Agencies can cut their information systems' security risks with lowcost and nocost solutions, federal experts tell Congress
Agencies can cut their information systems' security risks with low-cost
and no-cost solutions, federal experts told Congress Wednesday.
The General Accounting Office listed six steps that agencies can take to
immediately cut down on their security risks:
* Increase security awareness throughout the organization.
* Ensure that existing controls are operating effectively.
* Ensure that software patches are up-to-date.
* Use automated scanning and testing tools to quickly identify vulnerabilities.
* Expand the use of best practices throughout the agency.
* Ensure that the most common vulnerabilities are addressed.
In its security audits of agencies, including the departments of Defense
and Veterans Affairs, GAO found that security controls are in place but
that those controls are not being used correctly, said Jack Brock, director
of governmentwide and defense information systems at the General Accounting
Office's Accounting and Information Management Division.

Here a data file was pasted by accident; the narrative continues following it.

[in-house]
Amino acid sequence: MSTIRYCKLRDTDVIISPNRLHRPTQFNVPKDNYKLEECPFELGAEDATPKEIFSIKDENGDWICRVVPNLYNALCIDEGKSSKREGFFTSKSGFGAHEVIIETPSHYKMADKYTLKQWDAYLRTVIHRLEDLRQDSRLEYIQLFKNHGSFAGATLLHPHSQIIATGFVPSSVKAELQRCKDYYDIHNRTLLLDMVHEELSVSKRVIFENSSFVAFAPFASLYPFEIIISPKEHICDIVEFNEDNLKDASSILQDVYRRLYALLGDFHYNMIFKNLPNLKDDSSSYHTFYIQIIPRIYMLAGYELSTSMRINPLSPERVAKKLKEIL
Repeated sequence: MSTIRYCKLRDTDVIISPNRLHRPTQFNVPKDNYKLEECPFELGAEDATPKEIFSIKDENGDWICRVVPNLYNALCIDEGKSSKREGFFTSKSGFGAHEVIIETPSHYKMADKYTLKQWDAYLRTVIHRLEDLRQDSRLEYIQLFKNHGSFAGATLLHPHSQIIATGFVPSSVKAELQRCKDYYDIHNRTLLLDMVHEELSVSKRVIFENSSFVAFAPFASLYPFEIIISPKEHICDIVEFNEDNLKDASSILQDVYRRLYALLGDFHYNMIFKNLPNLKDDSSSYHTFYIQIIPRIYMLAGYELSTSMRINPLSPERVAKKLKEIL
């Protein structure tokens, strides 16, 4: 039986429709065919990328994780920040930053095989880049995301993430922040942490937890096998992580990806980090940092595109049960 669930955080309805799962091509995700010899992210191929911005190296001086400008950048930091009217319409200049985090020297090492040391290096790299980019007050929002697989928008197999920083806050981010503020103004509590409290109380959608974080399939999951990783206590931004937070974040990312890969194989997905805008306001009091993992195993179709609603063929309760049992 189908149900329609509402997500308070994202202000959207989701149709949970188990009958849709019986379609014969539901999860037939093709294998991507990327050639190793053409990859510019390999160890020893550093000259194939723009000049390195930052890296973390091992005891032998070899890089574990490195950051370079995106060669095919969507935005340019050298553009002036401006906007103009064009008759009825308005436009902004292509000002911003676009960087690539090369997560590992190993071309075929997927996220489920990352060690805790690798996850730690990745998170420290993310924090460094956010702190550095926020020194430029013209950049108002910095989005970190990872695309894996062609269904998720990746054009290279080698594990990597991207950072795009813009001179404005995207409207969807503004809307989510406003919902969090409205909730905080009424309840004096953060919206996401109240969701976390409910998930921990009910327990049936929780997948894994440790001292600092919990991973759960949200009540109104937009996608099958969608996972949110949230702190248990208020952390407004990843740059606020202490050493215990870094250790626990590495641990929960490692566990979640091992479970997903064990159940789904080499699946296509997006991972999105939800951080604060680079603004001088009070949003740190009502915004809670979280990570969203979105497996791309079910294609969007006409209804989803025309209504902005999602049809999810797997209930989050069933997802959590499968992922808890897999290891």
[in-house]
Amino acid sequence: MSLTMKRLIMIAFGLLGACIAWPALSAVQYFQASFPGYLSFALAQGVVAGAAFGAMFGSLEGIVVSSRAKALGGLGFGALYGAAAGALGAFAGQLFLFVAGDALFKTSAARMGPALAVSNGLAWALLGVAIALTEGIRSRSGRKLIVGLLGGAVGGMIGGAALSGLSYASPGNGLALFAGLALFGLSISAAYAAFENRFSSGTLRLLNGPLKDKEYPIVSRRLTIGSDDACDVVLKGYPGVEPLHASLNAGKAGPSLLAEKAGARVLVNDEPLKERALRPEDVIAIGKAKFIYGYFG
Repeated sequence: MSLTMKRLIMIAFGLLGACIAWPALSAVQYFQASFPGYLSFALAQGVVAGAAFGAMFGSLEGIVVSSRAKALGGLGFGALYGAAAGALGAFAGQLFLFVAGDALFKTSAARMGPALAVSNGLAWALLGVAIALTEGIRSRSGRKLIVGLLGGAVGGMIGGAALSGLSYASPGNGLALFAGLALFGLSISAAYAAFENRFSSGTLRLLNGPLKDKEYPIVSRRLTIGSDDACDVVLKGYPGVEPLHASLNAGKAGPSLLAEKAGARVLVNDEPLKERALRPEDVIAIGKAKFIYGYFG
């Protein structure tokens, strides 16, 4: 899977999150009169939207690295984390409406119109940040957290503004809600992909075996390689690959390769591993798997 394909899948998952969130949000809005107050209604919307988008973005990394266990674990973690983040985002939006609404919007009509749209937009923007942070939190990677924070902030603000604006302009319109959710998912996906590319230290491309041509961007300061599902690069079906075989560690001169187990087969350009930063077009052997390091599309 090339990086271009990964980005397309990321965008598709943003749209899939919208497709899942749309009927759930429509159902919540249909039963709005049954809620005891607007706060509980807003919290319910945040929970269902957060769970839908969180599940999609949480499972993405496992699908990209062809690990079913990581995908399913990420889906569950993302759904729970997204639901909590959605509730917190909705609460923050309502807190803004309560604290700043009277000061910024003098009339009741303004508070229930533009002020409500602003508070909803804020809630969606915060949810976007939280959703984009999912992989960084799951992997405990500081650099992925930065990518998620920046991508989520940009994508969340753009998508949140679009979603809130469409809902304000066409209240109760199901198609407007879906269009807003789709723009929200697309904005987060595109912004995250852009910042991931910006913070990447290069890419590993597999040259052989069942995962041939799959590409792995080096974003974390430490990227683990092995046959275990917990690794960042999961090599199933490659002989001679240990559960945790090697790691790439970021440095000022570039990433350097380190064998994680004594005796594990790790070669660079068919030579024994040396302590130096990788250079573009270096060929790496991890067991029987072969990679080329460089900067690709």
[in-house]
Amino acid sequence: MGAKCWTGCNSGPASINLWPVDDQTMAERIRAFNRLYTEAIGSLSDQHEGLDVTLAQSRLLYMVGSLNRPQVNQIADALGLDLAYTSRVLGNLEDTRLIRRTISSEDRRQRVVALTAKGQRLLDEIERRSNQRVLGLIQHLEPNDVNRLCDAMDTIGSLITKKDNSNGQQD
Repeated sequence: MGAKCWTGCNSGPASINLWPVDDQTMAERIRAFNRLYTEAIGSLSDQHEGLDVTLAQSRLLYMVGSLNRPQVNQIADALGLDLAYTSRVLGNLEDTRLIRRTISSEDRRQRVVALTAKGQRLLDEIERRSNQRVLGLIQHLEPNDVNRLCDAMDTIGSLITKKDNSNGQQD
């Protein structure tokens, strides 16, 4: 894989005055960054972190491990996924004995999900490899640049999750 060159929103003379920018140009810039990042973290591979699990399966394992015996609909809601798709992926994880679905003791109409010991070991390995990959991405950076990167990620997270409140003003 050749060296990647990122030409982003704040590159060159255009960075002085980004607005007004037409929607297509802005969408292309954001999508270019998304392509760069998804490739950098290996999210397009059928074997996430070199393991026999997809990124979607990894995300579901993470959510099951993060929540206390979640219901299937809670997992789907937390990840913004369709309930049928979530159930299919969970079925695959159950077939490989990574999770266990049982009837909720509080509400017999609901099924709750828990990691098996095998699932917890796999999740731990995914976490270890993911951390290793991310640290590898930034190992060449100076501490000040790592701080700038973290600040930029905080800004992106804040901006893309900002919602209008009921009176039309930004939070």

"Agencies are spending money for tools, but they're not using those tools,"
Brock testified before the House Government Reform Committee's Government
Management, Information and Technology Subcommittee. "Tools are present,
but they're not turned on, they're not monitored, you're not sure if they're
working or not."
One agency that has incorporated many of GAO's low-cost solutions into its
agencywide security policy is NASA, which has made many improvements in
security since its GAO audit in 1998, Brock said.
The agency has bought commercial off-the-shelf vulnerability analysis and
scanning tools, but it is augmenting them with freeware and shareware tools
from the Internet. NASA also has developed and distributed a list of its
top 50 vulnerabilities and has built those into auditing tools at NASA centers
so that they automatically scan for those weaknesses, testified David Nelson,
NASA's deputy chief information officer.
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